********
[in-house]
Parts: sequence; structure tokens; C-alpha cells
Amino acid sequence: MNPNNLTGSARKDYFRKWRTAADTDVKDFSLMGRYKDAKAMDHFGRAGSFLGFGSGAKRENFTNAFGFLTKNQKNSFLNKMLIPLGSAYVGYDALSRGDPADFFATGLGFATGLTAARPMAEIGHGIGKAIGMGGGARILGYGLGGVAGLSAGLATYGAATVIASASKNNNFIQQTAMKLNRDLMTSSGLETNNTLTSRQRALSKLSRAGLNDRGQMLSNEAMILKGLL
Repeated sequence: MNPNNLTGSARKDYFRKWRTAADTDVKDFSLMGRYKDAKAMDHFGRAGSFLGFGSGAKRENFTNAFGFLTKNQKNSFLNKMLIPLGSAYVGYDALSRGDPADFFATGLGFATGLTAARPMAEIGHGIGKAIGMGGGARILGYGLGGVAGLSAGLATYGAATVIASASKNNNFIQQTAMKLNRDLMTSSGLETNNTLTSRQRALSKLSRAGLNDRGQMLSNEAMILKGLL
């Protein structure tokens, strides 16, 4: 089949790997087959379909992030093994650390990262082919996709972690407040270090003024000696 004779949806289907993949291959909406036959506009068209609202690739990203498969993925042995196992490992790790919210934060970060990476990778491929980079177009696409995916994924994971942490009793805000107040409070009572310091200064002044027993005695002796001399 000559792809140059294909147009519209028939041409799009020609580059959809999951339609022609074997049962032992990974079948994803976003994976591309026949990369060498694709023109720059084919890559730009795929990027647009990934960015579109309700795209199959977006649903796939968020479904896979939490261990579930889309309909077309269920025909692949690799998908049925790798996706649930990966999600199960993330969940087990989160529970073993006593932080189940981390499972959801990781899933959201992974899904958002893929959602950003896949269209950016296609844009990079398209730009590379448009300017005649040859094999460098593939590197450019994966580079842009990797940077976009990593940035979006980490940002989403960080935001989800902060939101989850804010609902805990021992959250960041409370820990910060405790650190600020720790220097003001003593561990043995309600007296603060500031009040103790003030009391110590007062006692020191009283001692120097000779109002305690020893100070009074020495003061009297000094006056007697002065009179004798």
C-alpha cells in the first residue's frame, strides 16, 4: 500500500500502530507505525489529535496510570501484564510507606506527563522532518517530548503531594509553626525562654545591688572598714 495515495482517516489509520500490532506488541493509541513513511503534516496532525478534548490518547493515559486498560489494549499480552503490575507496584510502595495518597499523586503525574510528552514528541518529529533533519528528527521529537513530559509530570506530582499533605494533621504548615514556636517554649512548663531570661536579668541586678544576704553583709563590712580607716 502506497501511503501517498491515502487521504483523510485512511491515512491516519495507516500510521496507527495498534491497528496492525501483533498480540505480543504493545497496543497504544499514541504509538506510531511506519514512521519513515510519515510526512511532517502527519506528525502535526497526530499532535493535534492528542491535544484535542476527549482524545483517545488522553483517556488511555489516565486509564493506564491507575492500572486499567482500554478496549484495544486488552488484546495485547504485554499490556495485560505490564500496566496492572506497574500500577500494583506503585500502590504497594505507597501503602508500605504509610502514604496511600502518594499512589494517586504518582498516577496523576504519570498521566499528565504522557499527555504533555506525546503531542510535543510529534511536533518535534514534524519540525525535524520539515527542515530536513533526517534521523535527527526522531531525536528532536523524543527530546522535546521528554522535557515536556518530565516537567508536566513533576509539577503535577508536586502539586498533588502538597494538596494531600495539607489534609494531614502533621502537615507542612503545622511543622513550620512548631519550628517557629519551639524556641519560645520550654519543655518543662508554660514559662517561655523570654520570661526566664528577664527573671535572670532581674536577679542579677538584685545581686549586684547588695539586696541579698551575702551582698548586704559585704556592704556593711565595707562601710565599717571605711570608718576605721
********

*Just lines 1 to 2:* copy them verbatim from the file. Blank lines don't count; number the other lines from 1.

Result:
[in-house]
Parts: sequence; structure tokens; C-alpha cells